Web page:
In case you lost track of the coming Albany rain tax, here’s a reminder: It takes effect March 1 and will start showing up on the city’s combined water and sewer bills next month.
The city council enacted the storm water utility charge in November 2016 after nearly two years of study and deliberation. The fee is intended to raise money toward maintenance and improvement of the city’s extensive network of drains, pipes, ditches and other facilities that channel rain water from streets and private properties to the Willamette River.
Public Works Directors Jeff Blaine and Chris Bailey reminded the council on Wednesday that the new charge is about to take effect. Based on the experience of Lebanon a few years ago, and despite a publicity and outreach campaign over the last few months, they prepared the council for a surge of customer questions and complaints. The city has six billing cycles for its roughly 18,000 utility accounts, and the first storm water charge will be prorated depending on the cycle.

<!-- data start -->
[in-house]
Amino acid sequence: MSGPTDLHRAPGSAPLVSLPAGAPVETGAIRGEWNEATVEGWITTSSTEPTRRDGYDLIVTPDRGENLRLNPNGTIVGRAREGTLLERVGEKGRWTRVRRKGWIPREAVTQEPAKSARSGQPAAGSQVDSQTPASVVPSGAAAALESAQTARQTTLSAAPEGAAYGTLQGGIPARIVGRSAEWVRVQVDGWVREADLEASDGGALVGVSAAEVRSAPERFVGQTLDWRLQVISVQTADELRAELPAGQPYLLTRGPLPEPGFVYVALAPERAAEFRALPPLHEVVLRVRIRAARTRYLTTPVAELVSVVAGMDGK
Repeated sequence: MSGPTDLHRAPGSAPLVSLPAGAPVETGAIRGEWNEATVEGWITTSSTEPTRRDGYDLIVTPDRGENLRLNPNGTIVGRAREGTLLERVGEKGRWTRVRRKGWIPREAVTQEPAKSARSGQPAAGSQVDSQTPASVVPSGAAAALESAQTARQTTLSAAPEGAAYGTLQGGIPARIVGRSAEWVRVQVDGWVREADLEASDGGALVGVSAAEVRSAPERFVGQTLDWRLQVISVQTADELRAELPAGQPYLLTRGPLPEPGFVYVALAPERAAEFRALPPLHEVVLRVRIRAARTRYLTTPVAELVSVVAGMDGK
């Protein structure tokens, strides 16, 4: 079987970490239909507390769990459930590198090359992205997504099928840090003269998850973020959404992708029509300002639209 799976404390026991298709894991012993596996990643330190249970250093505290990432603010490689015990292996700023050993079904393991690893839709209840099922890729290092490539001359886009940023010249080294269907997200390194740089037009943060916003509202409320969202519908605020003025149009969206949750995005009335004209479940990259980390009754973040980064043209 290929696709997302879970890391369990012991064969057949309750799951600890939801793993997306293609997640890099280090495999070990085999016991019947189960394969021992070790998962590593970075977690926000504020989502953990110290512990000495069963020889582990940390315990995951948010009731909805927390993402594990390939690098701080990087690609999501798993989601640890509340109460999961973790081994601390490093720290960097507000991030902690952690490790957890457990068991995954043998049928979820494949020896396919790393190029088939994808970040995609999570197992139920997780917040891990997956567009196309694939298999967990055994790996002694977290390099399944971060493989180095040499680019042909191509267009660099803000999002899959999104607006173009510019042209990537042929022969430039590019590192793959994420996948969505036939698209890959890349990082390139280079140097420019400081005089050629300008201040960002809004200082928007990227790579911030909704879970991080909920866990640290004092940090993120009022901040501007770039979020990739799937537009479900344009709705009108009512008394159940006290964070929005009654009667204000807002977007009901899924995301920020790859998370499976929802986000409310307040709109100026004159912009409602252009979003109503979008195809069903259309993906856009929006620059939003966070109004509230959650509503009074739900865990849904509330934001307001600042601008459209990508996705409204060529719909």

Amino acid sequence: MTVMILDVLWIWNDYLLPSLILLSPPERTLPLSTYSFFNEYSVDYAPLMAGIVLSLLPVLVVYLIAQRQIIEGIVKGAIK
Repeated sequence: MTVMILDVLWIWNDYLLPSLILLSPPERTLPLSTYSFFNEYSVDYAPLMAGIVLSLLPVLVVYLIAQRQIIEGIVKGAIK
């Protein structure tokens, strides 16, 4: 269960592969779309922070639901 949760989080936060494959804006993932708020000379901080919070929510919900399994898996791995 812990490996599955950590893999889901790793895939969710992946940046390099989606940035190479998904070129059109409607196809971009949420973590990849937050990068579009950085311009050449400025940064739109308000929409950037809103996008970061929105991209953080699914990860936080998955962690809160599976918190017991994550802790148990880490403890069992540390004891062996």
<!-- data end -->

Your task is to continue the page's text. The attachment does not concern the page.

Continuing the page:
For most residential utility customers the storm water fee will start at $6.74 a month. To help offset the added cost, the council lowered water rates 2 percent and sewer charges 6 percent. So the net increase for most residences in town will average $2.61, according to the city staff. For the smallest 10 percent of residential properties, the charge will be 50 cents less. For the largest 10 percent it’ll be 50 cents more.
For nonresidential properties, the charge is based largely on the size of surfaces such as parking lots and roofs. The Target Distribution Center in South Albany and the Albany Public Schools are among those facing the biggest increases, between $1,000 and $2,000 more per month.
The city staff envisions the monthly charges to increase in annual steps over the next five years. It will be up to the city council whether and when the rain tax rises, and by how much. (hh)